The sign still hangs above Bill Reilich's former State Assembly office on West Ridge Road. But the lights are off and calls won't be answered.
Reilich, a Republican, resigned his Assembly seat after winning the race for Greece town supervisor last year. The seat will stay vacant until Governor Andrew Cuomo calls a special election to fill it. Reilich and Greece Democratic Committee leader David Garretson say they want Cuomo to set that election as soon as possible.
"The folks in my town don't have a representative," Garretson says.
Residents of Parma and Ogden are in the same situation, since Reilich's old district, the 134th, includes those towns, too.
The seat is one of a total of 11 Assembly and Senate vacancies awaiting action by the governor. But Cuomo has been reluctant to set the special elections because new vacancies keep emerging, and he says he wants to wait for the situation to stabilize.
"If you have to do special elections, they're very expensive to do because you basically have to run a separate election, obviously," Cuomo said recently on the Capitol Pressroom radio program. "So it's not something you want to do lightly."
But leaving the seats vacant takes away residents' voices, Reilich says. Right now, that means residents of the 134th district don't have an Assembly member representing their interests during budget discussions.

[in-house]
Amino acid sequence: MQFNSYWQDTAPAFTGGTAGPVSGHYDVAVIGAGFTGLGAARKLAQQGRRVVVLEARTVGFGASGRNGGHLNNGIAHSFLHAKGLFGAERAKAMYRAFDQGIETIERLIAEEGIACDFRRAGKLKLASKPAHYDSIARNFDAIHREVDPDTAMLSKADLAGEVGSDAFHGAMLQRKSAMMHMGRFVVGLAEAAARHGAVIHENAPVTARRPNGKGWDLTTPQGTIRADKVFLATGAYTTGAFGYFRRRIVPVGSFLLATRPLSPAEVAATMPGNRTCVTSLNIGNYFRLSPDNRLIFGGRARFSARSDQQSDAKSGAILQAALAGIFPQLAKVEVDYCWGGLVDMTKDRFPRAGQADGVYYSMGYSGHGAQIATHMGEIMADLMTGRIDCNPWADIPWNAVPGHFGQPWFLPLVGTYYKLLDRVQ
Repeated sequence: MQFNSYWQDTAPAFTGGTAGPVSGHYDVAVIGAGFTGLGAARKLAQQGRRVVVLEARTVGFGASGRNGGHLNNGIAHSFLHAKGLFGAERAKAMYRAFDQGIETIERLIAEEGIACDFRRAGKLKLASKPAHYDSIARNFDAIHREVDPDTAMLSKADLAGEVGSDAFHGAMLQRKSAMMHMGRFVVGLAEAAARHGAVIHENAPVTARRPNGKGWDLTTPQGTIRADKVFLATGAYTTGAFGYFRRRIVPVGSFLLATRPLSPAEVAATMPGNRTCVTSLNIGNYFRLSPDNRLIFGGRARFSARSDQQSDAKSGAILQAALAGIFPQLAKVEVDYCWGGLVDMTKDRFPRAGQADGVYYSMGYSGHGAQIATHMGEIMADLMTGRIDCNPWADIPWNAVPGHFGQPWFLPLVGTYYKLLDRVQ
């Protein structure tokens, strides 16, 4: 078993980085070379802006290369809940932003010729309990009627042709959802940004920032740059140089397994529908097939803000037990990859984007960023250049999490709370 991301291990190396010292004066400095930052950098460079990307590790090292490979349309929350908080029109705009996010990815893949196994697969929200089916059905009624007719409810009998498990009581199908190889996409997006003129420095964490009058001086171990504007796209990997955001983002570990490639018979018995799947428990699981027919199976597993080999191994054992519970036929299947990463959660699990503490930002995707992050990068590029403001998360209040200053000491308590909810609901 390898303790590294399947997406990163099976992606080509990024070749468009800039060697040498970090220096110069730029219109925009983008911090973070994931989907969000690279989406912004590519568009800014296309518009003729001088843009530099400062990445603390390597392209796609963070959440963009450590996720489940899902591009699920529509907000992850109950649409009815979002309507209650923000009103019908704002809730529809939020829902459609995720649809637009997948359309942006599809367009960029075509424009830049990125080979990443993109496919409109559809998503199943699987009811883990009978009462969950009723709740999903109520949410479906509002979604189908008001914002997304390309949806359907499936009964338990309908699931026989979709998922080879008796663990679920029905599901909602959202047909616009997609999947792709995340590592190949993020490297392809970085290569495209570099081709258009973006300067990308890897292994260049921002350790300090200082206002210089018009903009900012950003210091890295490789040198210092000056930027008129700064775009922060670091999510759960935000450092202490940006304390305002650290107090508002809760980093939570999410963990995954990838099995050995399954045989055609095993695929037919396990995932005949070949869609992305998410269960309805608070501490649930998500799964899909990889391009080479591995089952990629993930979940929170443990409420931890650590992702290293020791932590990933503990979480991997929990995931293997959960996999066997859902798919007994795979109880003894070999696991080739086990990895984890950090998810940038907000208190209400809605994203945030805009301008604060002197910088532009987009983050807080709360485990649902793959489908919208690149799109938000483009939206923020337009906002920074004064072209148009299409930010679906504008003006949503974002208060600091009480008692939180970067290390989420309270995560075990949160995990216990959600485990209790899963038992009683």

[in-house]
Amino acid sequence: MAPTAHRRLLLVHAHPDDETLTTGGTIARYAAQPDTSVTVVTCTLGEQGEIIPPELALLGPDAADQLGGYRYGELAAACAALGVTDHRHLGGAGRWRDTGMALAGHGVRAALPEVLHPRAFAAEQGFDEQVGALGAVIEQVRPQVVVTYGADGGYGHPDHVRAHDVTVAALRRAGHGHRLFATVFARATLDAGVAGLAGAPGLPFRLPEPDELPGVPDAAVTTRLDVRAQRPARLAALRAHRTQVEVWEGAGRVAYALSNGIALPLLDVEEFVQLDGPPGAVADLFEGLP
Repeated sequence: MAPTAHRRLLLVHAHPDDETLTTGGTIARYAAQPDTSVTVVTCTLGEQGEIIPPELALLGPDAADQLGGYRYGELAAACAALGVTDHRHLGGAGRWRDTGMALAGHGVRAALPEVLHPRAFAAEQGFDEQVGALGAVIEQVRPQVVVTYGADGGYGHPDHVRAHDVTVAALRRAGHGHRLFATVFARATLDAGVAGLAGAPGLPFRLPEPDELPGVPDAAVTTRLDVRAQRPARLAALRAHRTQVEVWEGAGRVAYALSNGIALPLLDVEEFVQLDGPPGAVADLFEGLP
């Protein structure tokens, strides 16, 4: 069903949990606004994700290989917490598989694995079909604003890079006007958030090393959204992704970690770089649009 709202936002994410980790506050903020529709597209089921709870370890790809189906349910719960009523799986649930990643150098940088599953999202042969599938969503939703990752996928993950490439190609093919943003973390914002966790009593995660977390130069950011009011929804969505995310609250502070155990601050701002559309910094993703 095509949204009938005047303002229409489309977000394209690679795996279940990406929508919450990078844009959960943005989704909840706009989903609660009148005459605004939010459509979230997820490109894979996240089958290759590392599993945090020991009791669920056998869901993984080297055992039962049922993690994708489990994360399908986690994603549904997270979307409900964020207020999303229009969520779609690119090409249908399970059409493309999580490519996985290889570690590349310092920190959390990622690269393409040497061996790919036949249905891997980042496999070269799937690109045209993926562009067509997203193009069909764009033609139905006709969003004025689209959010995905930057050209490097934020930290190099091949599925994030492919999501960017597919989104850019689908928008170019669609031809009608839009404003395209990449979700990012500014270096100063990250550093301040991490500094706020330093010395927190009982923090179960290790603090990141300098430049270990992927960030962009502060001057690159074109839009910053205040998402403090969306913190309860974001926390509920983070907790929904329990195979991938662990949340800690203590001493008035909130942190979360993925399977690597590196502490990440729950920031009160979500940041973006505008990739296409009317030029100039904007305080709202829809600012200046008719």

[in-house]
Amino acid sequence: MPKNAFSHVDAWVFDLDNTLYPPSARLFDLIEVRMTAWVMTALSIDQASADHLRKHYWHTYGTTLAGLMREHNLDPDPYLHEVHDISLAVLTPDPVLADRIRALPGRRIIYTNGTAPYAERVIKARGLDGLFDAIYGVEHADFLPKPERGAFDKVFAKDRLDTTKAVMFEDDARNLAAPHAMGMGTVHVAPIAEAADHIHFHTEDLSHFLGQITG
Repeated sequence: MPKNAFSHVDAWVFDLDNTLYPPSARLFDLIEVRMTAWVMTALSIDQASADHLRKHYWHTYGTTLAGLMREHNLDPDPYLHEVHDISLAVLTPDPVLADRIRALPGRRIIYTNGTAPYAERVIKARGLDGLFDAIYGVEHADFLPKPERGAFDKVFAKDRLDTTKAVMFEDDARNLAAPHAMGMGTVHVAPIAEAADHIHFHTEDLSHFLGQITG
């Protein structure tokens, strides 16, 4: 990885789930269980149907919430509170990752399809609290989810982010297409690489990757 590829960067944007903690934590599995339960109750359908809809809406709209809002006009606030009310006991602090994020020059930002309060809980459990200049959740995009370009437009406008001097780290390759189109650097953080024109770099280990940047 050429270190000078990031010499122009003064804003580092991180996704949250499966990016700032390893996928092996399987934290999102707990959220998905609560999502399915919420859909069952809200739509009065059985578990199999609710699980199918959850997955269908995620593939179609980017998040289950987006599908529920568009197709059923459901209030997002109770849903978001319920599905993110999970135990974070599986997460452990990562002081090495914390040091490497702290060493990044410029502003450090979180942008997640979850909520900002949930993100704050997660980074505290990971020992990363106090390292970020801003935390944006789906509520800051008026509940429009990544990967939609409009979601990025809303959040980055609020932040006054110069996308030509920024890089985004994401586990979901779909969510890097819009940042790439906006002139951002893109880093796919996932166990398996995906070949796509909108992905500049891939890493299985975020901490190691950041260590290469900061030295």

It's unlikely that a special election could be held in time for a newly-elected Assembly representative to participate in budget talks. But the Legislature passes bills throughout the year.
In a recent statement, Assembly Speaker Sheldon Silver also called on Cuomo to set the special elections.
"We have many important issues to consider and a strong democracy demands that New York conduct special elections as soon as possible in order to fill these seats," he said in the statement.
Reilich and Garretson say there is also the matter of constituent services. Representatives' offices frequently help people with a variety of issues, such as problems with unemployment checks and disability assistance.
If Cuomo is concerned about the cost of special elections, Reilich says, he could set them to coincide with the June 24 federal primary. But even that scenario is not ideal in terms of timing. The State Legislature's regular sessions ends in June.